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Dr. Will E. Lynch

Department Chair & Professor
Inorganic Chemistry


  • B. A. Kalamazoo College – Chemistry, ACS Certified & Mathematics (1986)
  • Ph.D. Wayne State University – Inorganic Chemistry (1991)
  • Postdoctoral Fellow  University of Georgia (1991-1993)

Dr. Lynch received his B.A. degrees in chemistry and mathematics from Kalamazoo College in 1986.  During his time in Kalamazoo he interned for 2 years with the Kalamazoo Spice and Extract Company (Kalsec) under the direction of Dr. Richard Cook and did his Senior Independent Project with Dr. Thomas Smith on the synthesis and characterization of quadruple bonded molybdenum complexes.  His Ph.D. was awarded in 1991 under the direction of Dr. Richard Lintvedt at Wayne State University where he studied oxygen atom transfer reactions in osmium complexes.  Dr. Lynch completed a postdoctoral fellowship at the University of Georgia under the direction of Dr. Donald Kurtz.  His work focused on activation of molecular oxygen using copper complexes.   Dr. Lynch joined the chemistry program at Armstrong State College in 1993 which post-consolidation is now Georgia Southern University.

Dr. Lynch’s research interests include synthetic inorganic chemistry and the use of metal complexes for catalysis and modeling biological systems.  This includes coordination chemistry, coordination polymers and  halogen bonding interactions.


  1.  Coordination Polymers – We have an interst in new materials, specifically using metals and molecules with variable coordination modes that allow us to construct novel polymeric materials.  In our hands, the N-oxide motif provides a very flexible/versatile ligand system that allows for the construction of unique materials.
  2. Synthetic Modeling of Bioinorganic Systems – We have used tri- and bidentate ligand systems to synthesize novel structural and functional models of protein sites found in nature.  This example is of a novel copper active site of quercetin dioxygenase.
  3. Halogen Bonding – There is an increase in interest in examining the properties of halogen bonding species. The interactions have become much more prevalent in recent electronic applications as well as being noted in biological systems.
  4. Novel Transition Metal Complexes – We have synthesized a number of new transition metal complexes.  These studies are driven by our interest in finding new complexes as possible catalytic agents.

Teaching – Courses Taught

  • CHEM 1151 / 1152 – Survey of Chemistry I and II
  • CHEM 1211 / 1212 – Principles of Chemistry I and II
  • CHEM 2100 – Analytical Chemistry
  • CHEM 3300 – Inorganic Chemistry
  • Advanced Topics Courses – Organometallics, Group Theory, Bioinorganic Chemistry, Inorganic NMR, X-ray Crystallography & Green Chemistry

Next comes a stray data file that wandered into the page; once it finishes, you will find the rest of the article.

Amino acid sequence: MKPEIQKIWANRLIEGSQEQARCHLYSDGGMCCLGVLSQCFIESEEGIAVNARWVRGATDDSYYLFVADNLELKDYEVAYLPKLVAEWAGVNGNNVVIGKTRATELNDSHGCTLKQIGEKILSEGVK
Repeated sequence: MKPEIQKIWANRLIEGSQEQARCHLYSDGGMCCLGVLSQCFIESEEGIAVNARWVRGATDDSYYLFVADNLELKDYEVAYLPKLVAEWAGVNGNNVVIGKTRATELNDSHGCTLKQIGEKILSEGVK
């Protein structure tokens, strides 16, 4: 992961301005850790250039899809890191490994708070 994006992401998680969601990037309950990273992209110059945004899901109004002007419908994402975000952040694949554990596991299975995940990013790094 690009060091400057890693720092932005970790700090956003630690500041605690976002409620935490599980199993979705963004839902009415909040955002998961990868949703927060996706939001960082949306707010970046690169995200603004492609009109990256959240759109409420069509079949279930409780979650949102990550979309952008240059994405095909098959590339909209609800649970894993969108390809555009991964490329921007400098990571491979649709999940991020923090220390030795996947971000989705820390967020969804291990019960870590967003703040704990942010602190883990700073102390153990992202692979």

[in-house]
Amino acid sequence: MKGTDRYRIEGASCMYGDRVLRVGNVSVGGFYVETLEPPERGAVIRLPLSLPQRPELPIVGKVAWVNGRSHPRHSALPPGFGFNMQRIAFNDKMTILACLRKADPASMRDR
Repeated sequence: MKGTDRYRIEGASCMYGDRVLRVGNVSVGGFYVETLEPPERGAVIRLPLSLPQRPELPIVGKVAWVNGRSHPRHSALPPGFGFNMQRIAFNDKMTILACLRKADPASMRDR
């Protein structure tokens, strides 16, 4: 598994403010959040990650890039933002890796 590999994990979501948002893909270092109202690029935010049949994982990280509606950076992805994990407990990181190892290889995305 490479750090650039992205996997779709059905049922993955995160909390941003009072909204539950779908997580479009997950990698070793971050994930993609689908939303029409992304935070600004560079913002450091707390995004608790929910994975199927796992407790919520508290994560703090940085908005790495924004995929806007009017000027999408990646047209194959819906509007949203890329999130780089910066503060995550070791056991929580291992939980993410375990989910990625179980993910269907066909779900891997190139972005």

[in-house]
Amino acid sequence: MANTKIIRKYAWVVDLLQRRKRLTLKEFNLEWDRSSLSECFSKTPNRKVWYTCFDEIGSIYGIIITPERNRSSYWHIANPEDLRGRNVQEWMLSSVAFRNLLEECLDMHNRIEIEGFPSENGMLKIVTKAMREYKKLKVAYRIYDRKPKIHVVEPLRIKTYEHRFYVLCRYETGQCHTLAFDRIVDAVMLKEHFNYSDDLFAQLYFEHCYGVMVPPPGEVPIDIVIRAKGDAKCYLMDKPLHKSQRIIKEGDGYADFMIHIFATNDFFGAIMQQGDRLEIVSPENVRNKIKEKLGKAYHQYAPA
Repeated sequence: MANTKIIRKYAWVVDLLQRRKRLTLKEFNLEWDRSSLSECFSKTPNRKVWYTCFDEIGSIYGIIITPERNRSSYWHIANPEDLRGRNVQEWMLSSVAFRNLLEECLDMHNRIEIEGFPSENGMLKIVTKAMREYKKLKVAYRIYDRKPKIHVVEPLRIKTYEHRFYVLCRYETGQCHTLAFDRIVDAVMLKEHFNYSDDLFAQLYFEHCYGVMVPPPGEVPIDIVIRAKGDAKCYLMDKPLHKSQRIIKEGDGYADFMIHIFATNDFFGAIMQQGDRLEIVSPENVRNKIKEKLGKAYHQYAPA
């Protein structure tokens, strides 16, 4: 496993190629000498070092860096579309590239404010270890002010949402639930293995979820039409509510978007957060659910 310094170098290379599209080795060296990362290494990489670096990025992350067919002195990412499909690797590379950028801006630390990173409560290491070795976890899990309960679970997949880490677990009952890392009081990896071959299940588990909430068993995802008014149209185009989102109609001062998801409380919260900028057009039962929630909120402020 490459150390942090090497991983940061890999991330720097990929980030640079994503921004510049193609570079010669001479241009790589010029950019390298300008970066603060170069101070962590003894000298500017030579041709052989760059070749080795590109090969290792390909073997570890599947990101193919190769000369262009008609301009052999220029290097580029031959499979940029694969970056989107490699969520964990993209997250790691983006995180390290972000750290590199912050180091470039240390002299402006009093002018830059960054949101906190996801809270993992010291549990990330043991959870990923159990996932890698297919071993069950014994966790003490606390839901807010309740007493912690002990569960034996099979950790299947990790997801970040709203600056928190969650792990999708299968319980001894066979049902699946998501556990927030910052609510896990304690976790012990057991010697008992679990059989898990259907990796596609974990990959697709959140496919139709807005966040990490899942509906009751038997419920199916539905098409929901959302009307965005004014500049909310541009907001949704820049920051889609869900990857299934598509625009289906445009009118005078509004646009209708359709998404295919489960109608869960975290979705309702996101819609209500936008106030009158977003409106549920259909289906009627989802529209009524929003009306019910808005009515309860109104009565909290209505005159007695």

Recent Publications (2015-present)

  1. Lynch, W.E.; Nivens, D.; Quillian, B.P.; Padgett, C.W.; Peek, N.; Stone, J.; Petrillo, A. “A structural and functional model of flavonol 2,4-dioxygenase” Journal of Molecular Structure, 2018, under review.
  2. Quilian, B.; Lynch, W.E.; Padgett, C.W.; Lorbecki, A.; Petrillo, A.; Tran, M. “Syntheses and crystal structures of copper(II) bis(pyrazolyl)acetic acid complexes.” Journal of Chemical Crystallography, 2018, in press.
  3. Lynch, W.E.; Lynch, G.; Sheriff, K.; Padgett, C.W. “Structures of substituted pyridine N-oxide with manganese(II) acetate.” Acta Cryst. 2018, E74, 1405-1410.
  4. Lynch, W.E.; Padgett, C.W.; Sheriff, K.; Dean, R.; Zingales, S. “3-Hydroxy-2-(4-methylphenyl)-4H-chromen-4-one” International Union of Crystallography Data, 2018, 3, x181138.
  5. Padgett, C.W.; Lynch, W.E. “2,2’-Disulfanediylbis(pyridine N-oxide)-hydrogen peroxide (1/1).” International Union of Crystallography Data, 2018, 3, x180320.
  6. Lynch, W.E.; Padgett, C.W., Schafer, S.  “2-Chloro-4-nitropyridine N-oxide.” International Union of Crystallography Data, 2018, 3, x180016.
  7. Kang, L.; Lynch, G.; Lynch, W.E.; Padgett, C.W. “Manganese(II) chloride complexes with pyridine N-oxide (PNO) derivatives and their solid state structures.” Acta Cryst. 2017, E73, 1434-1438,
  8. Lynch, W.E.; Padgett, C.W. “Bis(flavonolate-k2O,O’)dioxoosmium(VI) dichloromethane disolvate” International Union of Crystallography Data, 2017,  2, x171391.
  9. Carter, J.; Weaver, B.; Chiacchio, M.A.; Messersmith, A.R.; Lynch, W.E.; Feske, B.D.; Gumina, G “Synthesis, stereochemical characterization, and antimicrobial evaluation of a potential non-nephrotoxic 3’-C-acethydrazide puromycin analog” Journal of Nucleosides, Nucleotides and Nucleic Acids, 2017, 36 (3), 224-241.
  10. Raymundo, M.; Padgett, C.W.; Lynch, W.E. “Tris(2-methoxyphenyl)phosphine selenide” International Union of Crystallography Data, 2017, 2, x170009.
  11. Raymundo, M.; Padgett, C.W.; Lynch, W.E. “Tris(4-methoxyphenyl)phosphine selenide” International Union of Crystallography Data, 2016, 1, x161271.
  12. Lynch, W. E.; Padgett, C.W.; Quillian, B.; Haddock, J. “A square-planar hydrated cationic tetrakis(methimazole)gold(III) complex.” Acta Cryst. C 2015, C71, 298-300.
  13. Hutchinson, M.G.; Lynch, W.E.; Padgett, C.W. “Crystal structure of 3-bromopyridne N-oxide” Acta Cryst. E 2015, E71, o869.
  14. Prichard, A.M.; Lynch, W. E.; Padgett, C.W. “Crystal structure of 2,6-dichloro-4-nitropyridine N-oxide” Acta Cryst. E. 2015, E71, o775.

Last updated: 12/13/2018